“I will support a constitutional amendment which would honor marriage between a man and a woman, codify that,” Bush told ABC’s Diane Sawyer. Later in the exchange, however, the president said that marriage should remain a state issue, “except and unless judicial rulings undermine the sanctity of marriage, in which case, we may need a constitutional amendment.” That statement suggested that Bush might not press for the amendment unless the federal Defense of Marriage Act (DOMA) were successfully challenged in court.
Response within the gay and lesbian community focused on two very different issues—one, whether The Times reporting represented good journalism, and two, how the same-sex marriage advocates should respond to the undeniable truth that powerful forces are arrayed against an idea on which the public is far from sold.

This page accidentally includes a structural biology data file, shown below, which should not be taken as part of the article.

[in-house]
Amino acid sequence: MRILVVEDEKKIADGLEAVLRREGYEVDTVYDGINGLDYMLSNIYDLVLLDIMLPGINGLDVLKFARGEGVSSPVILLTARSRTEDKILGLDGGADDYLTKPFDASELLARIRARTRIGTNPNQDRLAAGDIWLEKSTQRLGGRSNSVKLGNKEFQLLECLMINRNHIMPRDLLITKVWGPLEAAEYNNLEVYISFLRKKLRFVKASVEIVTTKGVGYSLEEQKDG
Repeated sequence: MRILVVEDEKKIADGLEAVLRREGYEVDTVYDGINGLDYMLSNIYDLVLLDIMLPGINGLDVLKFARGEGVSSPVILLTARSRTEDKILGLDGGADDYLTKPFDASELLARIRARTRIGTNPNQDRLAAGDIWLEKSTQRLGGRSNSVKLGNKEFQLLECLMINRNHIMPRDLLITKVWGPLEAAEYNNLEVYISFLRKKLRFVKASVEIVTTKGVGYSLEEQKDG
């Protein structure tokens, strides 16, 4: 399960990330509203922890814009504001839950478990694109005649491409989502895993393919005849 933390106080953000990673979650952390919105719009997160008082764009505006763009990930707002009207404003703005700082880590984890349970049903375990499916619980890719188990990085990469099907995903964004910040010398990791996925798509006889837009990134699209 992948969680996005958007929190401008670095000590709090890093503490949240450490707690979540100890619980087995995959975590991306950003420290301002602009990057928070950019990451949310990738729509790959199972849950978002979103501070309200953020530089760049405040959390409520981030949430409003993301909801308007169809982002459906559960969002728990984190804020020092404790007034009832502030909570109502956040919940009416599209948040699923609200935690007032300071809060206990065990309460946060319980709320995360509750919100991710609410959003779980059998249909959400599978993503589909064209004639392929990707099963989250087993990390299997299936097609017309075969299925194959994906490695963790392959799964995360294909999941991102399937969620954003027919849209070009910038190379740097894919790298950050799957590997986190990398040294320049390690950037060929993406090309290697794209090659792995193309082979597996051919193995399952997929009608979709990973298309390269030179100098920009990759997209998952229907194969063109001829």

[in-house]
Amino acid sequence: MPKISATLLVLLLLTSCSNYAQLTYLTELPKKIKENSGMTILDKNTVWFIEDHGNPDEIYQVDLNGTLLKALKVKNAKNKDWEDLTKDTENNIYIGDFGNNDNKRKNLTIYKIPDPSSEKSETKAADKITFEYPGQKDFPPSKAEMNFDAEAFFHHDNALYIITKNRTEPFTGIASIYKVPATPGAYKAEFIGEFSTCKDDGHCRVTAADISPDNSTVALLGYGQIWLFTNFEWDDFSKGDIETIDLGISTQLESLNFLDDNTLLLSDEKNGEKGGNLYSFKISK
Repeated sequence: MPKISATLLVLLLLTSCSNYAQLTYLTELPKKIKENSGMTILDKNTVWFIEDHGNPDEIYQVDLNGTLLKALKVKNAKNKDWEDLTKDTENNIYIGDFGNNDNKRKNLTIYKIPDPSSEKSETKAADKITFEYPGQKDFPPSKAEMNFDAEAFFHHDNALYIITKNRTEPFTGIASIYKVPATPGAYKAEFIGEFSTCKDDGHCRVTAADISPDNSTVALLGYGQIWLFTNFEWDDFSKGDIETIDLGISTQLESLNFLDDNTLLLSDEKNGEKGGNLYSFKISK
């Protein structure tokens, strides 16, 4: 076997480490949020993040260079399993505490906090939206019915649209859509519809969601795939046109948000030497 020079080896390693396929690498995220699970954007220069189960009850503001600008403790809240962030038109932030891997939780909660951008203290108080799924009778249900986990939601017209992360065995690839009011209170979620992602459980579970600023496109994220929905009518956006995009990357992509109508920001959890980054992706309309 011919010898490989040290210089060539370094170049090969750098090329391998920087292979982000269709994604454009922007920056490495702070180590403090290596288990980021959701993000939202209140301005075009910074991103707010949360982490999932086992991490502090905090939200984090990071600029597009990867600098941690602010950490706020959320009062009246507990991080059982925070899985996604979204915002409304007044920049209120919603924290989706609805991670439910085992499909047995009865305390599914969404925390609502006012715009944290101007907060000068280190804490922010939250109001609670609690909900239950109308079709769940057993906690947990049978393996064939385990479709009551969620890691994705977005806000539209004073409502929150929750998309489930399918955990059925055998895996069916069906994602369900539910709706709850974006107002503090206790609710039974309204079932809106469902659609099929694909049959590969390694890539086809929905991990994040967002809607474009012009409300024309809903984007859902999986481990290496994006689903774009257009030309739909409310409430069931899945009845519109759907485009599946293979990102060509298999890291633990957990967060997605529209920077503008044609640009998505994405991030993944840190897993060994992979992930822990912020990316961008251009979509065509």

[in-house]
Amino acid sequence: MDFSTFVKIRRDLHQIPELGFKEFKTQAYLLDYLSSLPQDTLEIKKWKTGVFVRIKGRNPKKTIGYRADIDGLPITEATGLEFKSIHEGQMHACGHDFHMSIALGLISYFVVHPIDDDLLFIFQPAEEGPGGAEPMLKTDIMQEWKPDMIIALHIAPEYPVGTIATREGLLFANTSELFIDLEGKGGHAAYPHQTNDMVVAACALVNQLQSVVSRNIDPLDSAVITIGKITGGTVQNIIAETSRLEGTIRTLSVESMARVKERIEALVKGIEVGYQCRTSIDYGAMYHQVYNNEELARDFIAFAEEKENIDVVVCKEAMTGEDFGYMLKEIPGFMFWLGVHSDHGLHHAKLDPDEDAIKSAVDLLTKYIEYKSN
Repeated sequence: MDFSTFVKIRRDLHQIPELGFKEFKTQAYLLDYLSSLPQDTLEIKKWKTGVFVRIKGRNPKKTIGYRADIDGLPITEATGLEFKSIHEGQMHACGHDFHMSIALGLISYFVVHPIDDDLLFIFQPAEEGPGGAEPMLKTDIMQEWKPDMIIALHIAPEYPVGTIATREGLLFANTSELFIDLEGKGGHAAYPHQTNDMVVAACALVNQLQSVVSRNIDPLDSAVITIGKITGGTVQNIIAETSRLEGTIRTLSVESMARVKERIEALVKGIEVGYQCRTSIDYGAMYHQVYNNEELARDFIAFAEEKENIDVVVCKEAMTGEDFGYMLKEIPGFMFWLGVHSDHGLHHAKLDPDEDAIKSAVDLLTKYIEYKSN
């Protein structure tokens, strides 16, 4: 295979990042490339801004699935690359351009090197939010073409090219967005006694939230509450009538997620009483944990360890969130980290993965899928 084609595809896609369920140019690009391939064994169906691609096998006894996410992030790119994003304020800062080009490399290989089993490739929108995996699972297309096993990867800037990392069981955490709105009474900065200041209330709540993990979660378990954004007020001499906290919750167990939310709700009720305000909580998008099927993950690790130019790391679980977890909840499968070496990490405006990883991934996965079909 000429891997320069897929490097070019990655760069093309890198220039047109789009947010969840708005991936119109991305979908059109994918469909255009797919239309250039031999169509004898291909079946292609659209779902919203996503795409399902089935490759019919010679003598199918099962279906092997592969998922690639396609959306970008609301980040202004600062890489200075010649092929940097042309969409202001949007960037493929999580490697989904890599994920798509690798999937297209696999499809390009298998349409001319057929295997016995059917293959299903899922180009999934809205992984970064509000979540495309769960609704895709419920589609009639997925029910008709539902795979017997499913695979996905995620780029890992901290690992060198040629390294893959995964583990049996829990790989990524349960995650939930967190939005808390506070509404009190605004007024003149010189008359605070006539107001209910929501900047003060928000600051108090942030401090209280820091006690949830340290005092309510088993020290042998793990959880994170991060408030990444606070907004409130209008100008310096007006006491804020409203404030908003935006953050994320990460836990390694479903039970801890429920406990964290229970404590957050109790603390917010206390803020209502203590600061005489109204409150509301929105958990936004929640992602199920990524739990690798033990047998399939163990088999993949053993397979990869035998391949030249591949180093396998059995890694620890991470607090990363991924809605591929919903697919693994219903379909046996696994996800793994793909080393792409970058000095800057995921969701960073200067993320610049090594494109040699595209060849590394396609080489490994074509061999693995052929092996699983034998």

The Gay and Lesbian Alliance Against Defamation (GLAAD), which was the most visible in responding to the story, stuck pretty much to the issue of the reporting’s integrity. In a December 22 alert, the agency called the story “unbalanced and sensationalistic,” and said it failed to take account of the “understandably complex” and evolving response of the American people to the recent marriage and sodomy court rulings and of “the political nuance” in Bush’s statement last week.
The story, GLAAD concluded, was “beneath the journalistic standards of any reputable news media outlet.”
The GLAAD alert specifically quarreled with the characterization that 55 percent approval for the constitutional amendment was “strong” or signaled a depth of support required to steer it through the cumbersome ratification process. Constitutional amendments must be approved by two thirds of each house of Congress and then by 38 of the 50 state legislatures.